Facing the Cyber Pandemic
BY: MICHAEL CHERTOFF, LATHA REDDY AND ALEXANDER KLIMBURG
The days when cyberspace could be regarded as a lawless wild west are long over. The Internet has become a critical part of our global infrastructure, and attacks against its core functions, especially in the context of the COVID-19 crisis, should be treated as the existential threats that they are.
WASHINGTON, DC/NEW DELHI – The COVID-19 pandemic has shown that the Internet is a critical – and uniquely global – part of our infrastructure. As challenging as the public-health lockdowns have been, their social and economic costs would be far greater in the absence of smoothly functioning digital networks.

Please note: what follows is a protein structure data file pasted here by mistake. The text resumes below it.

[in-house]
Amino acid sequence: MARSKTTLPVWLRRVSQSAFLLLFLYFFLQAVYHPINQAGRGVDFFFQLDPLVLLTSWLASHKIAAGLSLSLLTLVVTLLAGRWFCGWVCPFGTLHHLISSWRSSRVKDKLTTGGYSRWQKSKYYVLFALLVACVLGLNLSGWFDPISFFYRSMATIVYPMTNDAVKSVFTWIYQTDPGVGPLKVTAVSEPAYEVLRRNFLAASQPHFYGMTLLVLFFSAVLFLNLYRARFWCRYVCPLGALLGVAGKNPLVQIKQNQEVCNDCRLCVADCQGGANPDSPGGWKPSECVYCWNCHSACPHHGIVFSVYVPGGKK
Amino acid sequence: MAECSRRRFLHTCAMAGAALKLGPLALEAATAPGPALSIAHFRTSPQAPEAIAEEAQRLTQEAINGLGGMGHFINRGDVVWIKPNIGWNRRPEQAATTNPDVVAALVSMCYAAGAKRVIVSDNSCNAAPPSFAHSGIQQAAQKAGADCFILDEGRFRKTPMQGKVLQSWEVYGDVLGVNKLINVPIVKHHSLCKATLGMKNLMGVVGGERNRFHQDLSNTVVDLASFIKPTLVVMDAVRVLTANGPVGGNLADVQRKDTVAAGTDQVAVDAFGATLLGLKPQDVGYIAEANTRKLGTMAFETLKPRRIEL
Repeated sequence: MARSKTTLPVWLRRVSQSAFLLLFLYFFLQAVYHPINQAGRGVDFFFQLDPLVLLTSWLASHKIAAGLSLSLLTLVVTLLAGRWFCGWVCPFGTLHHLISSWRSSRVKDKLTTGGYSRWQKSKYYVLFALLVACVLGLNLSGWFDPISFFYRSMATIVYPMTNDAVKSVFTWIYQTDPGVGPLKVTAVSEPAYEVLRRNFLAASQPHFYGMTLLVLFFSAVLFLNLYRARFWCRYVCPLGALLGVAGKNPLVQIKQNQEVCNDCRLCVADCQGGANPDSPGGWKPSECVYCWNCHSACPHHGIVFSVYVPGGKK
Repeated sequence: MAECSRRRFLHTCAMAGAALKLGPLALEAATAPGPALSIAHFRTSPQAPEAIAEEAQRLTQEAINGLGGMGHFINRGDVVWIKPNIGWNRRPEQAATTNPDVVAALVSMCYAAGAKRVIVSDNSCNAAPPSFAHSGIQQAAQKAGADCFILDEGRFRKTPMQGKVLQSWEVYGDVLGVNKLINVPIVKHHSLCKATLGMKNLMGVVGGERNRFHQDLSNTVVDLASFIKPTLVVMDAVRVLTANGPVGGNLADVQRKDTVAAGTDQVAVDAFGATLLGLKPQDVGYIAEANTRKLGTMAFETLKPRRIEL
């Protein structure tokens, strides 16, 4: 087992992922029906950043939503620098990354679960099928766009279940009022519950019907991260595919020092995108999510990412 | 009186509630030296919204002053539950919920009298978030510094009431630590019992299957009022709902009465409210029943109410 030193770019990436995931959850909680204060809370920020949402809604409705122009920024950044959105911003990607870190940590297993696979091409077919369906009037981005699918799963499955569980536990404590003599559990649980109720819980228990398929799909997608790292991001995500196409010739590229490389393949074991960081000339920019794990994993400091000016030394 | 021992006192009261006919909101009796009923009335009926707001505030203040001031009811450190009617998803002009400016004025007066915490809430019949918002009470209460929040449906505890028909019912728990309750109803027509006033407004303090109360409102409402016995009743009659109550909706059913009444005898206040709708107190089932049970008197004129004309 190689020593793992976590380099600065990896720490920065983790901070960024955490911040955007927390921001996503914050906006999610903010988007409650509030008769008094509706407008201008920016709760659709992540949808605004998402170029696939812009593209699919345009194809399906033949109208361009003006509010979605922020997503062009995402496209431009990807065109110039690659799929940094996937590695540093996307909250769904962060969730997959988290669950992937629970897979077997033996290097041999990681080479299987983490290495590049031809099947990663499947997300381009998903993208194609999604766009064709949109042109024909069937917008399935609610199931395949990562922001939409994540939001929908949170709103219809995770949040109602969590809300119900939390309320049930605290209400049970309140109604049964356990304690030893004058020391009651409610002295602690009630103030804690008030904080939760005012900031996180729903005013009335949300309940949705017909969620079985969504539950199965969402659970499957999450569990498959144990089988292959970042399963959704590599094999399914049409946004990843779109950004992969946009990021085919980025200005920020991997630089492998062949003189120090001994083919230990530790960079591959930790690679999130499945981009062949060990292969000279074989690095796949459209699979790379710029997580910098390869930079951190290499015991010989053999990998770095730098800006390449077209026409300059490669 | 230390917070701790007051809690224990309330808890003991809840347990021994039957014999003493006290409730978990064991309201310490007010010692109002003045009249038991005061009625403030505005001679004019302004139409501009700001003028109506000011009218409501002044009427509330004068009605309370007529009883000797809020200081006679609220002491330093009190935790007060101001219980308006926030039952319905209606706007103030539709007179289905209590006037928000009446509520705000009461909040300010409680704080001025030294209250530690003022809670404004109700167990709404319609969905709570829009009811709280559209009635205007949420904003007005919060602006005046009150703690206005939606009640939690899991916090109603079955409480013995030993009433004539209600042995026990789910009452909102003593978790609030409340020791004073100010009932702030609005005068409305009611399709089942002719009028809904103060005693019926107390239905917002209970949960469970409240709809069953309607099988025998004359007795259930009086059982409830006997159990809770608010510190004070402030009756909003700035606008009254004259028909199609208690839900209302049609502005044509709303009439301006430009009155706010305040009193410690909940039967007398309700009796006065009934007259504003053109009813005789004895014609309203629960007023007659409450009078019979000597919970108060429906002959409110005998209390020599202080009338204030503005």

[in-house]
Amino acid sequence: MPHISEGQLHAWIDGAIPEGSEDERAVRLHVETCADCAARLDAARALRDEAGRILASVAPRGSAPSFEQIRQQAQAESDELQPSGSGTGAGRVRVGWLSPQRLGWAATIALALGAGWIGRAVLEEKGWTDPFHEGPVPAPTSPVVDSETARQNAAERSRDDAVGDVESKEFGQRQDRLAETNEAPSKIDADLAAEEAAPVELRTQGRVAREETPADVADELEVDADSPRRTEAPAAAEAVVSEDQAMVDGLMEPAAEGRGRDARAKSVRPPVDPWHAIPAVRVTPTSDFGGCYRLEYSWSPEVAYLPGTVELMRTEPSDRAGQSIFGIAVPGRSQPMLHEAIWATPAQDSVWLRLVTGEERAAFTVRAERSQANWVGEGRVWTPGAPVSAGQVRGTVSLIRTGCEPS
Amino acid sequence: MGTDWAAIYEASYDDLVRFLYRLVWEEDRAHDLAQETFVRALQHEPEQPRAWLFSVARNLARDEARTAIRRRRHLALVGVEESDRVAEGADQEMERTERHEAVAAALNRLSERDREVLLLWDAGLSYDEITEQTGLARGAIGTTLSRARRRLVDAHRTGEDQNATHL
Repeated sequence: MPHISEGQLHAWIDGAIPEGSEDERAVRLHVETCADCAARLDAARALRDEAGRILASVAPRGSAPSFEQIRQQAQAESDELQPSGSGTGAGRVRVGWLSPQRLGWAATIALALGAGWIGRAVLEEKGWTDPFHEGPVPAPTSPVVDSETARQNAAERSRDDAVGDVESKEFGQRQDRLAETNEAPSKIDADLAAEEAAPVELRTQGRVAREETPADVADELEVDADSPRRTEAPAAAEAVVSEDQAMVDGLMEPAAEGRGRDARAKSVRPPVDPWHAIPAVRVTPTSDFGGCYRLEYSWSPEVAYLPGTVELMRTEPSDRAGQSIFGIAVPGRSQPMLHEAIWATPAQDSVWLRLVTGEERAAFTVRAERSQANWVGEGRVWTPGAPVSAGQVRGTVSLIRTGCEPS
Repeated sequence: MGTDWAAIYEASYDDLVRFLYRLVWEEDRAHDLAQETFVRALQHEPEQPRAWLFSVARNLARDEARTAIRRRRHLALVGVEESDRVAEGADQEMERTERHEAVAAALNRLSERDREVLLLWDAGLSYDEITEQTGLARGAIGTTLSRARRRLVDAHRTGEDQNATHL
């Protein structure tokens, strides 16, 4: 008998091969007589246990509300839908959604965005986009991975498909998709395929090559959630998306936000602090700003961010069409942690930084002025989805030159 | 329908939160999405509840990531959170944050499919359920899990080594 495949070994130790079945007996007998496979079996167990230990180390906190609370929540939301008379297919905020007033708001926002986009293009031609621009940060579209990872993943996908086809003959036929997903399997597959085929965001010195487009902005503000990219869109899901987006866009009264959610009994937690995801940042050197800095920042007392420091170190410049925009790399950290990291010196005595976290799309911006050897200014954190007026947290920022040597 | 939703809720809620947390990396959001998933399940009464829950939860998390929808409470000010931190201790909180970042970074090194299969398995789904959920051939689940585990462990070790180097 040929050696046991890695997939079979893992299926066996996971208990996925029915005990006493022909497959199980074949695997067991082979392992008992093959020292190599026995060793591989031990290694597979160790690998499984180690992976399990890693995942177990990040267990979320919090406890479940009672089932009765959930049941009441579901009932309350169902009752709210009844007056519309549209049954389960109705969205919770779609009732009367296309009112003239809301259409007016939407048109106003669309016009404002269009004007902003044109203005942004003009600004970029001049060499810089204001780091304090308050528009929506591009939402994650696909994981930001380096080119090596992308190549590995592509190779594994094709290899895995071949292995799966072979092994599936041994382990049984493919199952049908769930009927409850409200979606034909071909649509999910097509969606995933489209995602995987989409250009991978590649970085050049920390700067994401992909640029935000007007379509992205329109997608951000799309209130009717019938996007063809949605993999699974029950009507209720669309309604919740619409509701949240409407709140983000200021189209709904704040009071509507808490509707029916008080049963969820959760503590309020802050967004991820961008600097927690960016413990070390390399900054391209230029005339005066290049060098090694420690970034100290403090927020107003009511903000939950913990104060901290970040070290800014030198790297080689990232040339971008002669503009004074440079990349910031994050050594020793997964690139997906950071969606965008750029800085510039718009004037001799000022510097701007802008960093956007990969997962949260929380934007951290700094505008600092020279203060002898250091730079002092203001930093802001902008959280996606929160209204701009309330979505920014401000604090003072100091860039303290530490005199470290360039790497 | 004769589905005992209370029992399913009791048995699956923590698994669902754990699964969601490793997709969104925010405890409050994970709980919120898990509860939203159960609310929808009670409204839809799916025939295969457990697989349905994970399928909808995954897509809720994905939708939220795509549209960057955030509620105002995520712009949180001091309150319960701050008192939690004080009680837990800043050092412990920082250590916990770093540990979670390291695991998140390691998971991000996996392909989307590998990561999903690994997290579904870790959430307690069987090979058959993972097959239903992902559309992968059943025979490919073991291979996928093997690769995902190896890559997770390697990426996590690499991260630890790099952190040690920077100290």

Moreover, containing the pandemic itself will likely require better and more innovative uses of our collective data, all of which is generated online. Home offices, home schooling, and home life increasingly depend on our ability to use the Internet. Protecting cyberspace is therefore an increasingly urgent task, not least because it is facing a “pandemic” of its own.
Since early March, there has been an unprecedented global increase in malicious cyber activity. Phishing attacks seeking to steal money or secrets from home-office workers have more than doubled compared to last year, and in some places they are up sixfold. There have also been a number of attempted cyberattacks on critical infrastructure, including airports, power grids, ports, and water and sewage facilities. Even hospitals treating COVID-19 patients have been targeted, and the World Health Organization itself has reported a fivefold increase in attacks on its networks.
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